Please, no celebrating. The commissioner, the owners, the NFL’s chief counsel — they all spent way too much time patting each other on the back Thursday night. We heard things like “incredible effort” and “good for the game” and, this gem from Carolina owner Jerry Richardson, “This is a journey that began in May of 2008. …”
Journey? I think the Israelites spent less time wandering through the desert.
Please, no congratulations, no balloon or tearful embraces. The NFL owners finally gave approval to a new collective bargaining agreement with the players. Assuming the players union votes to recertify and then ratifies the new agreement — and they’ll lose the benefit of the doubt from 99 percent of the free world if they don’t — the NFL lockout finally will be over.
So it only will have taken 38 months to reach a new deal. In the process, they damaged their product (at least in the short term), dumped on fans and, worst of all, made low-wage, front-office staff employees pay the price for their fictional financial crisis. A silly rich men’s war.
“The best thing for our fans is they won’t have to hear about labor-management relations for 10 years,” Giants owner John Mara said.
True. But before you celebrate the impending opening of training camps and your Fantasy League draft, think about how all of this could have and should have been. Think about this offseason. The draft lacked the usual buzz and joy. The usual March fun of free agency and roster shuffling was pushed back. The NFL, a relatively bullet-proof enterprise, saw its reputation dinged. There has been more than five non-productive months since the Super Bowl was played.
People lost jobs, or paychecks. A multi-billion-dollar enterprise couldn’t settle its collective bargaining issues in a reasonable amount of time, so it took it out on the $42,000 secretaries sitting in the office building.
Here’s something you probably don’t know: Nearly every Falcons’ employee (non-players) was forced to take a cut in salary in the spring, most in the form of a two-week furlough.
You know when they’ll celebrate the new CBA? When they get their money back.
Falcons owner Arthur Blank’s net worth was $1.3 billion as of March, according to Forbes magazine. This isn’t to pick on Blank. I’m just trying to add some perspective. NFL owners want new stadiums, new video boards and new martini bars. Meanwhile, staffers have been taking items out of their Kroger basket.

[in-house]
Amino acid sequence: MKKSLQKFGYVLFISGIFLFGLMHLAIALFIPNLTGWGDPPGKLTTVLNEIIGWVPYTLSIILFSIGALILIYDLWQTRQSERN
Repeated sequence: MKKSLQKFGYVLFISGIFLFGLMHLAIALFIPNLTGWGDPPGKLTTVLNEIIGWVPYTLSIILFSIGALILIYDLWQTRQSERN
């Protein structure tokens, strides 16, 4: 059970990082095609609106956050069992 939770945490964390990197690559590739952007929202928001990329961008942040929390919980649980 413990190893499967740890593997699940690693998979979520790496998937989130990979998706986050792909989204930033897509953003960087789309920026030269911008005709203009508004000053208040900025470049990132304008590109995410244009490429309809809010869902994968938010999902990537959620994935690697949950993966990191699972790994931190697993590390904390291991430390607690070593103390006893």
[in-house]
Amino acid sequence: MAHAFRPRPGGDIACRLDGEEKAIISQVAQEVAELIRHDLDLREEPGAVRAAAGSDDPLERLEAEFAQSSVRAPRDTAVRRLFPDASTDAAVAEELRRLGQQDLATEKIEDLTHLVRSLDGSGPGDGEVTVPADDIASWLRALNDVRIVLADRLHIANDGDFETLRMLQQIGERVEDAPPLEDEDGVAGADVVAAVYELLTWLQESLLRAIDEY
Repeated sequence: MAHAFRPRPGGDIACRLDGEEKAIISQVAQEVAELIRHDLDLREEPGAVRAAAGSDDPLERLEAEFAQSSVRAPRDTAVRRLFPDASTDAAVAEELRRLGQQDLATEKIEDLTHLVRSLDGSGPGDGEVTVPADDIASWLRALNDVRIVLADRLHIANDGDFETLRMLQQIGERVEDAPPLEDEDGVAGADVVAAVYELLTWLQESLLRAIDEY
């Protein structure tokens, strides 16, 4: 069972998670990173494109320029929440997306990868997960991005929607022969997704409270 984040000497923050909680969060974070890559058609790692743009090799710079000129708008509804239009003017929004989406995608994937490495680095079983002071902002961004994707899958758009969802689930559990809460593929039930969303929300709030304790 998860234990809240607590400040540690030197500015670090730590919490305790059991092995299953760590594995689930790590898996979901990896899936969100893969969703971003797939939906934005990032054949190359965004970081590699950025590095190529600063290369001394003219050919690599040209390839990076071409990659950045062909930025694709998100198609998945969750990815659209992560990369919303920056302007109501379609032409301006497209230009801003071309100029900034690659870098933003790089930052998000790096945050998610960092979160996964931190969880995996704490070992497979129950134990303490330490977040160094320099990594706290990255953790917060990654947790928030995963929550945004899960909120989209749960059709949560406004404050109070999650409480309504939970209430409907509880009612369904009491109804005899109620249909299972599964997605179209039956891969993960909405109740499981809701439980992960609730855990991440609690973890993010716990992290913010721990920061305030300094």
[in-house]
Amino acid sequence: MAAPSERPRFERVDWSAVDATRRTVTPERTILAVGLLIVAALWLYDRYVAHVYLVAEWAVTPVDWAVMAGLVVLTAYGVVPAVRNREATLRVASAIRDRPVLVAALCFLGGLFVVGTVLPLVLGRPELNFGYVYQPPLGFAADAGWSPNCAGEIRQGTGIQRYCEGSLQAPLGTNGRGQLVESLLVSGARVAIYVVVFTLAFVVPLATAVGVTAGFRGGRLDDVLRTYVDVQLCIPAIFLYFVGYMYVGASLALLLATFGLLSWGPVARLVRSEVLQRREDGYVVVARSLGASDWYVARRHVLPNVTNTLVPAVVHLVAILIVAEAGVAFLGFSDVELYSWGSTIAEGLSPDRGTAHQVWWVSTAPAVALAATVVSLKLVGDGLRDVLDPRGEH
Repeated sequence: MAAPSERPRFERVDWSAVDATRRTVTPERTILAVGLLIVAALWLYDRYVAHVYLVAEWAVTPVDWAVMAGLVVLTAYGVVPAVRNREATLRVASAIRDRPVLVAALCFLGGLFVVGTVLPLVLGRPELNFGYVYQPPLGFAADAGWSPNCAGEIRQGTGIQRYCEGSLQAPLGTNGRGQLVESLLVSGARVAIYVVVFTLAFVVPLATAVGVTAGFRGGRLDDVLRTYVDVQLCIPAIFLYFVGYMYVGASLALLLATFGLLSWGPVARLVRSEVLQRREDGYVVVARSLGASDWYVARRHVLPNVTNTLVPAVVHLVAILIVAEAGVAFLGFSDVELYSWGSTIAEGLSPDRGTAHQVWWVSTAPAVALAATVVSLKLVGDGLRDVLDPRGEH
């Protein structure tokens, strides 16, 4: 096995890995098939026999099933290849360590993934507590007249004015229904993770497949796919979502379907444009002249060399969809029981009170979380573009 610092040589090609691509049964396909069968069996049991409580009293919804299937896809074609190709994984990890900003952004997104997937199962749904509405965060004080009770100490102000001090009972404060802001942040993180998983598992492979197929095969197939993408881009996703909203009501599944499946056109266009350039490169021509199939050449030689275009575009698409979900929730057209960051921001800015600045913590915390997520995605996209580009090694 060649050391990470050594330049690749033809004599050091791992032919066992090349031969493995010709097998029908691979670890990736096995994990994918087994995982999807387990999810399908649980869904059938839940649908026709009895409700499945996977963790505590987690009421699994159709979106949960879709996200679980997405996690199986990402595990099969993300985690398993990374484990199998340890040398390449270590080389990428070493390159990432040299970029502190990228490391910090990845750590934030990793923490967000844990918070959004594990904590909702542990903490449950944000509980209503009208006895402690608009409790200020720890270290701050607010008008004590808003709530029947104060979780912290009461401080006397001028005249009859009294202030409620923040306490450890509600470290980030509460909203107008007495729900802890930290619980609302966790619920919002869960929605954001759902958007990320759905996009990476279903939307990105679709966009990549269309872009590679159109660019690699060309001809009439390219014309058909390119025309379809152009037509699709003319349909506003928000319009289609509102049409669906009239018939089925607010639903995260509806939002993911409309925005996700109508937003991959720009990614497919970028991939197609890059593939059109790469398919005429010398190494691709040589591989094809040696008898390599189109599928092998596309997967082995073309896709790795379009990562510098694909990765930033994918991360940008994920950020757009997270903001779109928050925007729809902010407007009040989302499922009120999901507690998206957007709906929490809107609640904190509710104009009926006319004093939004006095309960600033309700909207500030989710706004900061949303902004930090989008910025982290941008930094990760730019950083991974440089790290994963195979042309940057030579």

When asked Thursday about the league-wide furloughs, salary cuts and even layoffs, Blank initially gave a vague response.
“Every club has handled the situation differently,” he said. “From what I understand, there’s been situations that have been handled with great care and respect … and to the great sensitivity to the difficult times from an economic standpoint that most people are in today. Assuming there’s ratification and the lockout is over, I think clubs will make adjustments that are in line with their own values and philosophies.”
Does that include the Falcons?
So will you pay back lost wages?
“Well, that’s a personal thing for me and our associates.”
The past two days have played out like a cartoon. Players were expected to vote Wednesday night on whether to accept the new CBA. They stalled. That irritated owners, who would’ve preferred being given the go-ahead so that they could vote early Thursday and throw a victory parade. (From Blank earlier on Thursday: “The owners can ratify the deal first and have the players approve it. It’s not what we expected, but if that’s the process, that’s the process.”)
But this mutated into a major ego battle, a glorified game of chicken. The NFLPA’s DeMaurice Smith fired a counter-productive warning shot over the bow from Washington, saying nobody should consider union re-certification an automatic. Owners stalled. They broke for “10 minutes,” which turned into a buffet dinner (you’ll pay for that). Finally, they voted. It was 31-0 with one abstention (the Raiders, of course).
Blank said earlier, “I’d be disappointed, like 330 million people in America, if we didn’t get it done today.”
But silliness ensued, time passed, day turned into night. It appears the lockout is over. That’s good. But it shouldn’t have taken this long, and this isn’t worthy of a celebration.
By Jeff Schultz